Target Groups


When it comes to business success, senior management can be considered the biggest multiplier. The demands placed on senior managers are intensifying and subject to continual change. As a result, it’s important to meet these demands intelligently. The primary goal has to be to safeguard business success.

  • Think and act strategically
  • Keep a short-, medium- and long-term focus on results
  • Strike the right balance between details and the bigger picture
  • Show motivation and decisiveness
  • Show the courage to assume responsibility
  • Work in line with corporate governance
  • Manage complexity
  • Display leadership and management skills
  • Carefully consider the use of power
  • Communicate effectively and reliably in the long term
  • What’s the best way to foster entrepreneurial thought and action?
  • How can we improve our revenues?
  • What’s the best way to implement the impending reorganisation quickly and prudently?
  • Do we have the right HR policies?
  • Do we have the necessary selling power?
  • How can we establish rules and boundaries?
  • What’s the best way to understand and use the ability of individuals to get things done?
  • How can we encourage people and show them how to take on more responsibility, individually or as a team?
  • What’s the best way to clearly delegate responsibility in a way that gains commitment?
  • What’s the best way for ‘alpha leaders’ to achieve goals as a team?
  • What’s the best way to show people the potential on the road ahead?
  • What’s the best way to outstrip the competition?
  • What’s the best way to optimise where I invest my energy?

Middle managers play the most important role when it comes to the success of business processes. Their role is to introduce clear measures in order to implement the strategy laid down by senior management.

  • Implement strategies in keeping with defined timelines and adherence to standards as agreed
  • Strike the right balance between specialist skills and management skills
  • Show authority and assertiveness
  • Demonstrate the ability to be concise and get to the heart of the matter quickly and clearly
  • Manage stress and conflicts effectively
  • Delegate systematically and consistently
  • Exhibit team spirit and a cooperative attitude
  • Show team focus
  • Show loyalty, trust and serve as a role model
  • Establish and maintain consensus
  • What’s the best way to contribute more to the success of the business?
  • What’s the best way to manage managers?
  • What’s the best way to report to senior managers (communicate the right things in the right way)?
  • What’s the best way to strike the right balance between business tasks and management tasks?
  • What’s the best way to fulfil, keep and share overall and partial responsibilities?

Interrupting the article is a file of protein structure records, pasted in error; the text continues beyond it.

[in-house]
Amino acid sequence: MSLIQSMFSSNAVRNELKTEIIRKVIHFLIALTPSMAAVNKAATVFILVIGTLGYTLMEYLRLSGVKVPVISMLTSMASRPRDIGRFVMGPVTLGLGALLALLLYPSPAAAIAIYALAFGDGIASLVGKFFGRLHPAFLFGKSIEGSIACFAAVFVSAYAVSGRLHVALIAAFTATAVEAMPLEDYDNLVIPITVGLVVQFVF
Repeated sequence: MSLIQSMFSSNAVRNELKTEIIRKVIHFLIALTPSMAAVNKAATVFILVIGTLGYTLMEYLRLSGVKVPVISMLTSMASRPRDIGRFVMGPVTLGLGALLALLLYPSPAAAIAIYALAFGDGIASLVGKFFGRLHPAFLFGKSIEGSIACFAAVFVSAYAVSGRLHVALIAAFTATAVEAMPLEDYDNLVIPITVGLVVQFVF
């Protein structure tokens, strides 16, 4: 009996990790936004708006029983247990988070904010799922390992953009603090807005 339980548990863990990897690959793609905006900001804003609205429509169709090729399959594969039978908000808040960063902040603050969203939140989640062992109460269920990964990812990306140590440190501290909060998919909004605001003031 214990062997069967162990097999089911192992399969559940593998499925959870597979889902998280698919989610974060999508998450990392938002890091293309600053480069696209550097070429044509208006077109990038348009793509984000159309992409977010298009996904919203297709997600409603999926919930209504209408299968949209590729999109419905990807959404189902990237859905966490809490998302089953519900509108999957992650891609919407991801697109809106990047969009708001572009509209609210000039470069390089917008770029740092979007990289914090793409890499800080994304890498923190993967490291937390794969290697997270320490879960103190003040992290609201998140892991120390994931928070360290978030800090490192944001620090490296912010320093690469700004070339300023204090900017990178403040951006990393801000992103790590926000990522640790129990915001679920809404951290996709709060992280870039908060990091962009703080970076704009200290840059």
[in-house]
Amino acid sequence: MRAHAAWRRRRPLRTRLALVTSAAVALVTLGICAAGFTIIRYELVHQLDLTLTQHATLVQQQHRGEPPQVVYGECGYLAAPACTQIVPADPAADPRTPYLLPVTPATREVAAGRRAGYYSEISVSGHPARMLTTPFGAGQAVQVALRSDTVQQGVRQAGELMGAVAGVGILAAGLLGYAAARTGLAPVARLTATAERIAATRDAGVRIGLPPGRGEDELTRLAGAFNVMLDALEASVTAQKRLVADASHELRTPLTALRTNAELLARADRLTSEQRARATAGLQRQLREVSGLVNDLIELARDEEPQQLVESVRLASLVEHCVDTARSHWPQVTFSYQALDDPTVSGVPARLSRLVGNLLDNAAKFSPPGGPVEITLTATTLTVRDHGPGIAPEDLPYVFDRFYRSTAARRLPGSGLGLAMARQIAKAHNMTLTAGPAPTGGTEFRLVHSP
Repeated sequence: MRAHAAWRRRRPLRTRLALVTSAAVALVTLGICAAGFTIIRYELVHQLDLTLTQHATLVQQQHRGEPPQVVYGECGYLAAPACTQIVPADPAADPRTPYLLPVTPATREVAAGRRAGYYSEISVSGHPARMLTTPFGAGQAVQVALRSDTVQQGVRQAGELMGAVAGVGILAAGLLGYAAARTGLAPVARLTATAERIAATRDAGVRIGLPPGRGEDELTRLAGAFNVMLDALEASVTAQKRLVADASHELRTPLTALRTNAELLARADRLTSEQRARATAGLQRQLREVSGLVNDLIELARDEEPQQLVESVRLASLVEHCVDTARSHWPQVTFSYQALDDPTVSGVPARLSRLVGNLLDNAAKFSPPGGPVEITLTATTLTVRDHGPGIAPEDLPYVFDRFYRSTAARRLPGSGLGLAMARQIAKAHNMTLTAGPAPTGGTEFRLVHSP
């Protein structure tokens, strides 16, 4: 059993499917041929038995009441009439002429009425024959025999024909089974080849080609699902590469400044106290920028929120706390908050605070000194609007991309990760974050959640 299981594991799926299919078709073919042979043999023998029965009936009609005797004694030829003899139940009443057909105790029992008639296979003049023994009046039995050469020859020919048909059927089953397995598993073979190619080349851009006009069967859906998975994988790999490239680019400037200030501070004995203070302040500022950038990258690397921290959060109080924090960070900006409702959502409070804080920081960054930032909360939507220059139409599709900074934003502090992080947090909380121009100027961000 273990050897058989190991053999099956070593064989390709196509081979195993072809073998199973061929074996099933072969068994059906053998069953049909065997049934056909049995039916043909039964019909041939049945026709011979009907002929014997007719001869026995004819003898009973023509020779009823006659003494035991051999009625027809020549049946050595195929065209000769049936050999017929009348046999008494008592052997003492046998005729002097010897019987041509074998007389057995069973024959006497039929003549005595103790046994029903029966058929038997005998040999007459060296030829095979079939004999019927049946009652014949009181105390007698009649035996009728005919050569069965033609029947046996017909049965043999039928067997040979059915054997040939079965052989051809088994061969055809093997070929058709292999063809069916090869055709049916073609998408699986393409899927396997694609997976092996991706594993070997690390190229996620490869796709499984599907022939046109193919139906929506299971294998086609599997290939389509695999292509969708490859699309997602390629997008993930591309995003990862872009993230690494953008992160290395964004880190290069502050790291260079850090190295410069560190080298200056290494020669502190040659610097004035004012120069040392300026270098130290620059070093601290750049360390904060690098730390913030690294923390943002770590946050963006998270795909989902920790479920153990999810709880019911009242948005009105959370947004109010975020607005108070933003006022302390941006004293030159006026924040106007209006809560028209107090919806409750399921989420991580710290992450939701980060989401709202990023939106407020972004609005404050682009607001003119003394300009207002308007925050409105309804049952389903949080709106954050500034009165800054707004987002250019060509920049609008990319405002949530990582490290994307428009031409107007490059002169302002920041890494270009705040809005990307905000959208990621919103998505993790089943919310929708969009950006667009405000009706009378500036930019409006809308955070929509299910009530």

• When is it really constructive to believe that ‘nothing is impossible’ and when is it not?
  • Is believing that ‘nothing is impossible’ always right?
  • What’s the best way to help co-workers develop so they can help lighten the load on my shoulders?
  • What’s the best way to manage teams in different locations (virtual teams)?
  • What’s the best way to manage special projects running in parallel to the daily business?
  • What’s the best way to bring in help and support at the right time?
  • What’s the best way to admit I’ve made a mistake?
  • What’s the best way to achieve a healthy work-life balance?
  • What are the conditions to fulfil to move into senior management?

Junior management describes managers on the foundation level of the business, so this typically includes team leaders, foremen, master craftsmen, office managers, etc.

Junior managers have a direct impact on productivity and quality. They work at the key point of overlap between operative processes and management. In all companies, the majority of people report directly to junior managers. People with formal qualifications are particularly likely to look for leadership and have a strong preconception of what their leaders should be like.

Similar to middle managers, junior managers are under pressure to succeed from two angles. Junior managers have to meet targets and the expectations of their seniors. At the same time they have to be able to articulate their own expectations and those of their colleagues – and be willing and in a position to push these through the business.

  • Convey orientation, predictability and safety
  • Keep processes functional and stable
  • Improve productivity and standards/quality
  • Simultaneously meet demands of seniors and co-workers
  • Act as a mouthpiece for seniors and co-workers
  • Promote/provide sufficient high-performers to enter management
  • Recognise and promote potential candidates to progress into specialist/management careers
  • What’s the best way to get the support I require from middle management?
  • What’s the best way to pull together an effective team?
  • What’s the best way to improve team performance and keep it constant?
  • What’s the best way to bridge the gap between strategic requirements (theory) and front-line implementation (practice)?
  • What’s the best way, even when the going gets tough, to keep people motivated and achieve a healthy working atmosphere?
  • What’s the best way to communicate awkward decisions?
  • In what ways can I bridge the dichotomy between management responsibilities and my own contributions?
  • What’s the best way to improve how I manage myself and my time?
  • What’s the best way to show that I treat everyone equally?